By Douglas Moser
---- — ANDOVER — The town and a prominent developer are ready to begin construction on a new urgent and specialized care facility on Lowell Street in conjunction with two medical providers.
Sal Lupoli, owner of Lupoli Companies, will begin construction soon on a 30,000-square-foot three-story building that will house primary care doctors, urgent care space and specialized medical services. Lawrence General Hospital and Pentucket Medical are collaborating and will be the building’s two tenants.
The idea behind the new Andover Medical Center and ExpressCare is to provide specialized medical treatments locally.
“This new center is only one way we are enhancing local access to high quality, affordable health care, and eliminating the need for patients and families to travel into Boston for key specialty services,” said Dianne J. Anderson, President and CEO of Lawrence General Hospital.
Lupoli, whose company owns the Sal’s Pizza and Salvatore’s restaurant chains and the Riverwalk complex in Lawrence, said the two-year, roughly $16 million project should be completed by the end of this year and ultimately will create between 75 and 100 local jobs.
“The building is fully occupied at Day One,” he said.
The building, which was designed by Lavallee Brensinger Architects of Manchester, N.H., will rise on just under a quarter acre at 321 Lowell St. in front of the Rolling Green Golf Course and across from the Internal Revenue Service building. It will overlook Interstate 93, and Lupoli said the visibility, and the glass-and-masonry design, will be one of its greatest assets.
“It’s going to be a state-of-the-art facility,” he said.
Lawrence General and Pentucket, which leases space at Lupoli’s Riverwalk complex on Merrimack Street in Lawrence, said in a joint statement yesterday that they want to offer specialized care services so patients can stay local for more care, and to provide a convenient location for Andover and North Andover residents.
“Access to care that is timely and convenient is an important part of medicine’s future,” said Pentucket Medical President Thomas L. Fazio, MD. “Offering the appropriate mix of health care services in a setting close to home is an important step into this future. Pentucket Medical has a long-standing relationship with Lawrence General, and this provides a sound basis for this exciting evolution.”
The building will be an expansion for both Lawrence General and Pentucket, adding new services to the region, as opposed to finding a new facility for existing staff and services. Both providers are evaluating specifically what kinds of services will fill the building.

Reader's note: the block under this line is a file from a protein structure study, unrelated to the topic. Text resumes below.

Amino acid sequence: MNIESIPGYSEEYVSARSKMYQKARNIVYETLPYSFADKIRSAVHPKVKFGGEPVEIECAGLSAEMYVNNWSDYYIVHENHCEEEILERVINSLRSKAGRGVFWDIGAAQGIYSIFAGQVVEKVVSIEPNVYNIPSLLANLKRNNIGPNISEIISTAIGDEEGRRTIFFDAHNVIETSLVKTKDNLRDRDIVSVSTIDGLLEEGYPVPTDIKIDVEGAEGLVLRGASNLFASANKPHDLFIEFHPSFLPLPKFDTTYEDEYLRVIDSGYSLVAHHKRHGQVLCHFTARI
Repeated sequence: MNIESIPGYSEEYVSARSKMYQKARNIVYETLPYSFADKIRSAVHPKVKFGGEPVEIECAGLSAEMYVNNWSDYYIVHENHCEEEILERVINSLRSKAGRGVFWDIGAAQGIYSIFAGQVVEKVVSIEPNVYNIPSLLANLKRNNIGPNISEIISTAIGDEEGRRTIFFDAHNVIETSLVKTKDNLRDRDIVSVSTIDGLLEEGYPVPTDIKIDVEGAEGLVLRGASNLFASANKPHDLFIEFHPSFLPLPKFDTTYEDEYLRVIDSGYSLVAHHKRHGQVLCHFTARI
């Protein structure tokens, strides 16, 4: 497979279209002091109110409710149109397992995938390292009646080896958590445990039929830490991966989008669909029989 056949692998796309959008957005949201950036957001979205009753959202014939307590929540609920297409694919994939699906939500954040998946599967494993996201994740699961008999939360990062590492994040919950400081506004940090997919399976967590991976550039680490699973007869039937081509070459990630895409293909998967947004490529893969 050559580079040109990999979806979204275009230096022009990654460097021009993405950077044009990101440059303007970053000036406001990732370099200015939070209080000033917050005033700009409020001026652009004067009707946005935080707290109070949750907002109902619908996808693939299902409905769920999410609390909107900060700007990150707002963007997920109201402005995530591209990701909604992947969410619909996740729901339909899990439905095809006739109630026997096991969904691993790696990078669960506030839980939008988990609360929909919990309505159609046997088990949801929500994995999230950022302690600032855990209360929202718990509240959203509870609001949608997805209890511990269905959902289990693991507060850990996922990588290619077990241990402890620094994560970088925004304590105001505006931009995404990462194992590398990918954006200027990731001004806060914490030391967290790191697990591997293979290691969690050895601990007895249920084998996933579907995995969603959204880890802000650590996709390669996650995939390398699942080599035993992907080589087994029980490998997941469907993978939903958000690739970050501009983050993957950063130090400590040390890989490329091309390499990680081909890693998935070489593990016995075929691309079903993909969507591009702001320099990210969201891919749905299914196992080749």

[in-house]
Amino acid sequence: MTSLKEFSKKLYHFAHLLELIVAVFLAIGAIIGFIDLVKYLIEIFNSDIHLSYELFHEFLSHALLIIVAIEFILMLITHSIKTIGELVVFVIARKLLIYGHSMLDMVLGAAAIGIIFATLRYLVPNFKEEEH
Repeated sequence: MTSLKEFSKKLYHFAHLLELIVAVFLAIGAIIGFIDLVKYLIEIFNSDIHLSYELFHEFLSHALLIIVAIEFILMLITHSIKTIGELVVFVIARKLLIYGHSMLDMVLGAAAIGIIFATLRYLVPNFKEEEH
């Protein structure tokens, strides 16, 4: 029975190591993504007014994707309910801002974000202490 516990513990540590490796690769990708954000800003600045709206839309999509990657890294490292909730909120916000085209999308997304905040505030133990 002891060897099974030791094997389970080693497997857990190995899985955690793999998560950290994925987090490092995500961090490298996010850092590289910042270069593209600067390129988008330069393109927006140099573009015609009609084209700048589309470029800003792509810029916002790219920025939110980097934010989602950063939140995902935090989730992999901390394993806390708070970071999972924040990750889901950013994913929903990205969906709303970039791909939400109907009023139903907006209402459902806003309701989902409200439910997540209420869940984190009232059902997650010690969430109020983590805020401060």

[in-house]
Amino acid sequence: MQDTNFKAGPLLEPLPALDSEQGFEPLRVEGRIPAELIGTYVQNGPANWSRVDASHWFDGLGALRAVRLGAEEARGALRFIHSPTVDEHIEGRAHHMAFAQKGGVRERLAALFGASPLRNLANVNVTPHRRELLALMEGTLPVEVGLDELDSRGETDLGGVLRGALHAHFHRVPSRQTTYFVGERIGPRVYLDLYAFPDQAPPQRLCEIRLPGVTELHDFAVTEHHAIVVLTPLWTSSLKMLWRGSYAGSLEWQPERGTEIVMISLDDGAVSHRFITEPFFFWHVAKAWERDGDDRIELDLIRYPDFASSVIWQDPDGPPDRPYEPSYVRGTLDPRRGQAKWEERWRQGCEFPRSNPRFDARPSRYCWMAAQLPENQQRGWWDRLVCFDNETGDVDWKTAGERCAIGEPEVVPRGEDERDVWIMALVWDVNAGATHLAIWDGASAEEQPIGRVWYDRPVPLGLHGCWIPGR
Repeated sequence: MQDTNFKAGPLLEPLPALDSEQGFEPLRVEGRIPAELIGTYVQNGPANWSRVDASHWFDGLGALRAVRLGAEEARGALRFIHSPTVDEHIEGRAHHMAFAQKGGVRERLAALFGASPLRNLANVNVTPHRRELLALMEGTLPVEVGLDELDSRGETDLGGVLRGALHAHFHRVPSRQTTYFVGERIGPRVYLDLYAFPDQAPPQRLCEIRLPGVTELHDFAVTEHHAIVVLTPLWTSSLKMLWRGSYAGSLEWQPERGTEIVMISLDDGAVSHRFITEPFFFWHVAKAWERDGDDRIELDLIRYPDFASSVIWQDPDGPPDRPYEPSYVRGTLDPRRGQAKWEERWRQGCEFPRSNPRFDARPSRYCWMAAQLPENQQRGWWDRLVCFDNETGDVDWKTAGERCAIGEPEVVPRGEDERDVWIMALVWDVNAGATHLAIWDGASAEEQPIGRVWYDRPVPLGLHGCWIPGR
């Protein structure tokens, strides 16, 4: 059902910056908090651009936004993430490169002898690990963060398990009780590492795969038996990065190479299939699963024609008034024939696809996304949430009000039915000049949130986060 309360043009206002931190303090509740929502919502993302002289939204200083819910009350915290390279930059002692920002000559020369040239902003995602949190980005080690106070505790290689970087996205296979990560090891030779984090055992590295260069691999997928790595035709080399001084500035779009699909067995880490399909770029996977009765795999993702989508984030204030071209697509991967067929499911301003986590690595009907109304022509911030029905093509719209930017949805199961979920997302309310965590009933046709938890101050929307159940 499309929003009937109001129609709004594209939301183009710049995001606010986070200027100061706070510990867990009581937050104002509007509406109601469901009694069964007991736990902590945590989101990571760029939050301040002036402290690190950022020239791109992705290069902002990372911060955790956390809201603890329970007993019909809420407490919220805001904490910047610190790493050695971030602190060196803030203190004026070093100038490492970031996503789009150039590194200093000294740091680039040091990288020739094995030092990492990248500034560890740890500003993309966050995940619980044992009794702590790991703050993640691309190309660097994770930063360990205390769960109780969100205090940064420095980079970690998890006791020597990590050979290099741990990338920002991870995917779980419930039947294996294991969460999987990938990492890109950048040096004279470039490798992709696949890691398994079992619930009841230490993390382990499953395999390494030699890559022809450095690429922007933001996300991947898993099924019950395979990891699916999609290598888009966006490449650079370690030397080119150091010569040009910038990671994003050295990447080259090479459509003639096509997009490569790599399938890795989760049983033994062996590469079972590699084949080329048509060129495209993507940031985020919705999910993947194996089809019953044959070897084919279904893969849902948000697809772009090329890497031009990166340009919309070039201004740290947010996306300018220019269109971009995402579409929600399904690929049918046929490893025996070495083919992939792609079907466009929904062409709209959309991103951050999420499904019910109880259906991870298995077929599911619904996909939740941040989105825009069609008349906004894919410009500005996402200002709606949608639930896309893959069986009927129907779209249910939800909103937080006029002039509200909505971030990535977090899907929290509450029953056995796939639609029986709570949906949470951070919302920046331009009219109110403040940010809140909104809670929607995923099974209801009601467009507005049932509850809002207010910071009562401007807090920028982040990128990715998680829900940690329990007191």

Lupoli said the particulars of the plot of land drew out the process. But town officials have been helpful and now he is confident construction can begin as soon as weather permits.
Andover town officials said they are excited about the new building and services. “The Board of Selectmen has taken it upon themselves to encourage new business in Andover with the Economic Development Council,” said Select Board Chairman Paul Salafia. “We’re doing everything we can to encourage new business into town.”
Salafia said Lupoli has agreed to contribute mitigation funds for traffic management on a road already congested with traffic from the interstate and the IRS and Raytheon buildings.
Lupoli, best known for his chain of pizzerias, renovated a complex of old mill buildings totaling 2.3 million square feet of space on 60-plus acres where local iconic manufacturers such as Pacific Mill and Wood Mill once produced uniforms for American troops, on Merrimack Street into residential and commercial space starting in 2003.
“Ten years ago, it was a symbol of blight. Ten years later its a symbol of prosperity in the Merrimack Valley,” he said.
Riverwalk is 98 percent occupied, with 200 tenants that include several state agencies, Elder Services of the Merrimack Valley, Northern Essex Community College, a Salvatore’s restaurant and the headquarters of his chain of pizza parlors. In all, 3,500 people now work at the complex.
Lupoli Companies also renovated a building on Park Street, formerly the children’s clothing store The Rugged Bear, into a Salvatore’s, an Italian restaurant with a broader menu.
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